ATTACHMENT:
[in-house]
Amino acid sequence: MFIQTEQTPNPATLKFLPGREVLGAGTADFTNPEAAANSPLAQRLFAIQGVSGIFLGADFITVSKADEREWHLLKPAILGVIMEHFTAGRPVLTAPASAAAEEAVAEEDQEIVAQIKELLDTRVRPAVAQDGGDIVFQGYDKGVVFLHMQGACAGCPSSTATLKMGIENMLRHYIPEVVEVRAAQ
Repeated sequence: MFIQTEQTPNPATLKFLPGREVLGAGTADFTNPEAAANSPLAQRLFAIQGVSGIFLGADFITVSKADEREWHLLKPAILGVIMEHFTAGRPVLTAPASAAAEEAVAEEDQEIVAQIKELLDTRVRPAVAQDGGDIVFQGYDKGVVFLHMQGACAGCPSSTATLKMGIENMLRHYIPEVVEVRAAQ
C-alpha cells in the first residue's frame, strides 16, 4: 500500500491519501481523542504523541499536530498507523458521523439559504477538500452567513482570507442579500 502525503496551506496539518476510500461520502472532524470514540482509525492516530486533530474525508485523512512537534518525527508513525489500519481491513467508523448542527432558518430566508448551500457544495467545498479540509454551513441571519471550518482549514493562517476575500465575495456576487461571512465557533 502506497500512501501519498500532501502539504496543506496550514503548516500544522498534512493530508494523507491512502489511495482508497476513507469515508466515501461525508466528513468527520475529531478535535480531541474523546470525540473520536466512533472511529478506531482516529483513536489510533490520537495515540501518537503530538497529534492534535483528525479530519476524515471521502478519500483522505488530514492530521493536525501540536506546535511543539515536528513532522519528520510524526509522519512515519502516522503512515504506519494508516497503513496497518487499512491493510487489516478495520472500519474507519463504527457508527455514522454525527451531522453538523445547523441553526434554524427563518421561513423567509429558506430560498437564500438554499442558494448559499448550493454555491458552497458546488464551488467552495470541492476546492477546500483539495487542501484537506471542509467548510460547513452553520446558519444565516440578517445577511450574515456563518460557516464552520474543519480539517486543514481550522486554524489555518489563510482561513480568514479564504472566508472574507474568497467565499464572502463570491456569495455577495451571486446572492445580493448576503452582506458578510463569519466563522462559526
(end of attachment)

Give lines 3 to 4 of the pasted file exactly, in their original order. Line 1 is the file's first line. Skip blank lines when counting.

Repeated sequence: MFIQTEQTPNPATLKFLPGREVLGAGTADFTNPEAAANSPLAQRLFAIQGVSGIFLGADFITVSKADEREWHLLKPAILGVIMEHFTAGRPVLTAPASAAAEEAVAEEDQEIVAQIKELLDTRVRPAVAQDGGDIVFQGYDKGVVFLHMQGACAGCPSSTATLKMGIENMLRHYIPEVVEVRAAQ
C-alpha cells in the first residue's frame, strides 16, 4: 500500500491519501481523542504523541499536530498507523458521523439559504477538500452567513482570507442579500 502525503496551506496539518476510500461520502472532524470514540482509525492516530486533530474525508485523512512537534518525527508513525489500519481491513467508523448542527432558518430566508448551500457544495467545498479540509454551513441571519471550518482549514493562517476575500465575495456576487461571512465557533 502506497500512501501519498500532501502539504496543506496550514503548516500544522498534512493530508494523507491512502489511495482508497476513507469515508466515501461525508466528513468527520475529531478535535480531541474523546470525540473520536466512533472511529478506531482516529483513536489510533490520537495515540501518537503530538497529534492534535483528525479530519476524515471521502478519500483522505488530514492530521493536525501540536506546535511543539515536528513532522519528520510524526509522519512515519502516522503512515504506519494508516497503513496497518487499512491493510487489516478495520472500519474507519463504527457508527455514522454525527451531522453538523445547523441553526434554524427563518421561513423567509429558506430560498437564500438554499442558494448559499448550493454555491458552497458546488464551488467552495470541492476546492477546500483539495487542501484537506471542509467548510460547513452553520446558519444565516440578517445577511450574515456563518460557516464552520474543519480539517486543514481550522486554524489555518489563510482561513480568514479564504472566508472574507474568497467565499464572502463570491456569495455577495451571486446572492445580493448576503452582506458578510463569519466563522462559526